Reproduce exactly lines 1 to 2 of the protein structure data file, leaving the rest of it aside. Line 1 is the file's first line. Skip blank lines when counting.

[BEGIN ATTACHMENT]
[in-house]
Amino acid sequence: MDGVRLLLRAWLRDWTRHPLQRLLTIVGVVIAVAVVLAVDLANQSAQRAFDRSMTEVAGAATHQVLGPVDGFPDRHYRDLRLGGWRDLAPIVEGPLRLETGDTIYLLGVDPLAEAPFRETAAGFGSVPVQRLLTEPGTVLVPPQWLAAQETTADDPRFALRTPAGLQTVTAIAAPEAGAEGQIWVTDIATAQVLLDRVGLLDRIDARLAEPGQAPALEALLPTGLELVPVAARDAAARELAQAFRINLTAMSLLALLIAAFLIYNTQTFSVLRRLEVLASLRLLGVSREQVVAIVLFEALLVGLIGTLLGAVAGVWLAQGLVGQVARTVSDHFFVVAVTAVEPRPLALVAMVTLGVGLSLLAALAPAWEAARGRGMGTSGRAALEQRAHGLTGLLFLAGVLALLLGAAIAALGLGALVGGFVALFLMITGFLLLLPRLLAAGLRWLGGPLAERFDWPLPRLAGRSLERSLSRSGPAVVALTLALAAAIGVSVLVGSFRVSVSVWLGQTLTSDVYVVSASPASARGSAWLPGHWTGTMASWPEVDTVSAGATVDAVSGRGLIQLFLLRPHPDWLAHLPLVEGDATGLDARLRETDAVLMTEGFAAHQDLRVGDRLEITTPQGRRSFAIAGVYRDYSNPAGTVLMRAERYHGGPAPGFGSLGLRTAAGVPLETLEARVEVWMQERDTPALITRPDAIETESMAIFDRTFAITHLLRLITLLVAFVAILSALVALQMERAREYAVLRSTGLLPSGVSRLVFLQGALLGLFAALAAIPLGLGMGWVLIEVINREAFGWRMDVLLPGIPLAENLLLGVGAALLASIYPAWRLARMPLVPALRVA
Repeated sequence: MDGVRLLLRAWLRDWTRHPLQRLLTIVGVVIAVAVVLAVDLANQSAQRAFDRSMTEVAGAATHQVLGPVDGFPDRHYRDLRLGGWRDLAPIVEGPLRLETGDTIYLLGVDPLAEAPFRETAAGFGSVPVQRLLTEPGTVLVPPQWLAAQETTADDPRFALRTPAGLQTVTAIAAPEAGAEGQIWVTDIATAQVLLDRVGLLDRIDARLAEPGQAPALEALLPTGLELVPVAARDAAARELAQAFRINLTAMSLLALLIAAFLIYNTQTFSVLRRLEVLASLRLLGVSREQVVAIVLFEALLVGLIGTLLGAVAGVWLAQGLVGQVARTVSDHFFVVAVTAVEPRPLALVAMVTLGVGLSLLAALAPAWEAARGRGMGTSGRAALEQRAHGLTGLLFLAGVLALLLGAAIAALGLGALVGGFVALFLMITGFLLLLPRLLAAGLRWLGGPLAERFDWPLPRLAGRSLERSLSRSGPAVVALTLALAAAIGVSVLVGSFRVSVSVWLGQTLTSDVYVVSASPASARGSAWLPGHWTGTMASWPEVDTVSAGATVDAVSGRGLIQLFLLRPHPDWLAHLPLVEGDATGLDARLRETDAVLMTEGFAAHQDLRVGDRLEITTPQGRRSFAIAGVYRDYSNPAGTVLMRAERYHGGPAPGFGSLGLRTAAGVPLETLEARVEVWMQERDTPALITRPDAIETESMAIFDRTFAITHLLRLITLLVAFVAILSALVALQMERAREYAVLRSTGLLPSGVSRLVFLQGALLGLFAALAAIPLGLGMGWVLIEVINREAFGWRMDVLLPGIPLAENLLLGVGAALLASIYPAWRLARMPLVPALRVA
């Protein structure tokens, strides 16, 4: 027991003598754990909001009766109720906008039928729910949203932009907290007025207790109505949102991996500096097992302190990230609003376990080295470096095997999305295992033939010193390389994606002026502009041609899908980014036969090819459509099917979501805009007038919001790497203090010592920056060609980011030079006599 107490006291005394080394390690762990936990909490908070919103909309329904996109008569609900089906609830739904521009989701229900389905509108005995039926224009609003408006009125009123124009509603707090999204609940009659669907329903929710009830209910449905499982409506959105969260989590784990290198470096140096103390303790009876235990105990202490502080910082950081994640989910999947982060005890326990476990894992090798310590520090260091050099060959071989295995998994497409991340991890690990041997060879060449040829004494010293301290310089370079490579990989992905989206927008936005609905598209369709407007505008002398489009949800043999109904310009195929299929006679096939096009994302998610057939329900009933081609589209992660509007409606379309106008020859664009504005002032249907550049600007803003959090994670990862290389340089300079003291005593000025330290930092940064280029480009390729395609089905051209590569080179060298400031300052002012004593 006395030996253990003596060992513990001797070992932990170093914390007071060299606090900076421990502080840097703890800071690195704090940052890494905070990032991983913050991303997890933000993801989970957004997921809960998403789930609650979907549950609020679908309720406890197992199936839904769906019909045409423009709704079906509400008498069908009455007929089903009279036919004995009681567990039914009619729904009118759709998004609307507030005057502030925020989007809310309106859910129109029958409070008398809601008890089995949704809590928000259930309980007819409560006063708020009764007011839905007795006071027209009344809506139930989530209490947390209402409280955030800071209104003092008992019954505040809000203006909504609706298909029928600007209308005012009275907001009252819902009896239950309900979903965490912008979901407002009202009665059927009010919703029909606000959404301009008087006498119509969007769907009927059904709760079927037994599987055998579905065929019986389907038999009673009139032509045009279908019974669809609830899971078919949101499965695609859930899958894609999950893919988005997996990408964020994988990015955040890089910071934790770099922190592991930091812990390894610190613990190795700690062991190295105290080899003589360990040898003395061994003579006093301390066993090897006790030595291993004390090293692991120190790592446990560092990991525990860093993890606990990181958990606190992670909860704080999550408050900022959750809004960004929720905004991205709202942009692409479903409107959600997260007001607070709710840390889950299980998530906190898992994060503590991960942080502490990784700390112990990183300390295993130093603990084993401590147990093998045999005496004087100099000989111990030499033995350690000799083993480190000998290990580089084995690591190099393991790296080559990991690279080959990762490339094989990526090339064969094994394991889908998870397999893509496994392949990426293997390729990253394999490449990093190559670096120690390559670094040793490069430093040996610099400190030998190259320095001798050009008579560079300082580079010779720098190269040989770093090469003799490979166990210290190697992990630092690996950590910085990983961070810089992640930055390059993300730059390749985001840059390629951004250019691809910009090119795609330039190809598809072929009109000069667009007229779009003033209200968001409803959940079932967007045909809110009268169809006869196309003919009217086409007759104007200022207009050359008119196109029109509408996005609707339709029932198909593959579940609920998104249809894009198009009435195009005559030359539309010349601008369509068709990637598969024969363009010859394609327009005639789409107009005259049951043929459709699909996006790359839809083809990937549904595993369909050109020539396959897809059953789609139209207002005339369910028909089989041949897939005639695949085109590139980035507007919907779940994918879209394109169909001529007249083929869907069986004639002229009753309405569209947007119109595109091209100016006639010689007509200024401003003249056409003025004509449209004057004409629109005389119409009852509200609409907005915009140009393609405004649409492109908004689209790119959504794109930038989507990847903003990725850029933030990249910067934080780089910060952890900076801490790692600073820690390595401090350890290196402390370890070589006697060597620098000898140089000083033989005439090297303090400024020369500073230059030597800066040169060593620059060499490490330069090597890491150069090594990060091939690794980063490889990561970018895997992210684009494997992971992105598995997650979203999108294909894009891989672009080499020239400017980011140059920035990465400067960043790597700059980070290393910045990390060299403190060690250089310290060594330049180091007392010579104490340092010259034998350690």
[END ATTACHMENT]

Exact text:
[in-house]
Amino acid sequence: MDGVRLLLRAWLRDWTRHPLQRLLTIVGVVIAVAVVLAVDLANQSAQRAFDRSMTEVAGAATHQVLGPVDGFPDRHYRDLRLGGWRDLAPIVEGPLRLETGDTIYLLGVDPLAEAPFRETAAGFGSVPVQRLLTEPGTVLVPPQWLAAQETTADDPRFALRTPAGLQTVTAIAAPEAGAEGQIWVTDIATAQVLLDRVGLLDRIDARLAEPGQAPALEALLPTGLELVPVAARDAAARELAQAFRINLTAMSLLALLIAAFLIYNTQTFSVLRRLEVLASLRLLGVSREQVVAIVLFEALLVGLIGTLLGAVAGVWLAQGLVGQVARTVSDHFFVVAVTAVEPRPLALVAMVTLGVGLSLLAALAPAWEAARGRGMGTSGRAALEQRAHGLTGLLFLAGVLALLLGAAIAALGLGALVGGFVALFLMITGFLLLLPRLLAAGLRWLGGPLAERFDWPLPRLAGRSLERSLSRSGPAVVALTLALAAAIGVSVLVGSFRVSVSVWLGQTLTSDVYVVSASPASARGSAWLPGHWTGTMASWPEVDTVSAGATVDAVSGRGLIQLFLLRPHPDWLAHLPLVEGDATGLDARLRETDAVLMTEGFAAHQDLRVGDRLEITTPQGRRSFAIAGVYRDYSNPAGTVLMRAERYHGGPAPGFGSLGLRTAAGVPLETLEARVEVWMQERDTPALITRPDAIETESMAIFDRTFAITHLLRLITLLVAFVAILSALVALQMERAREYAVLRSTGLLPSGVSRLVFLQGALLGLFAALAAIPLGLGMGWVLIEVINREAFGWRMDVLLPGIPLAENLLLGVGAALLASIYPAWRLARMPLVPALRVA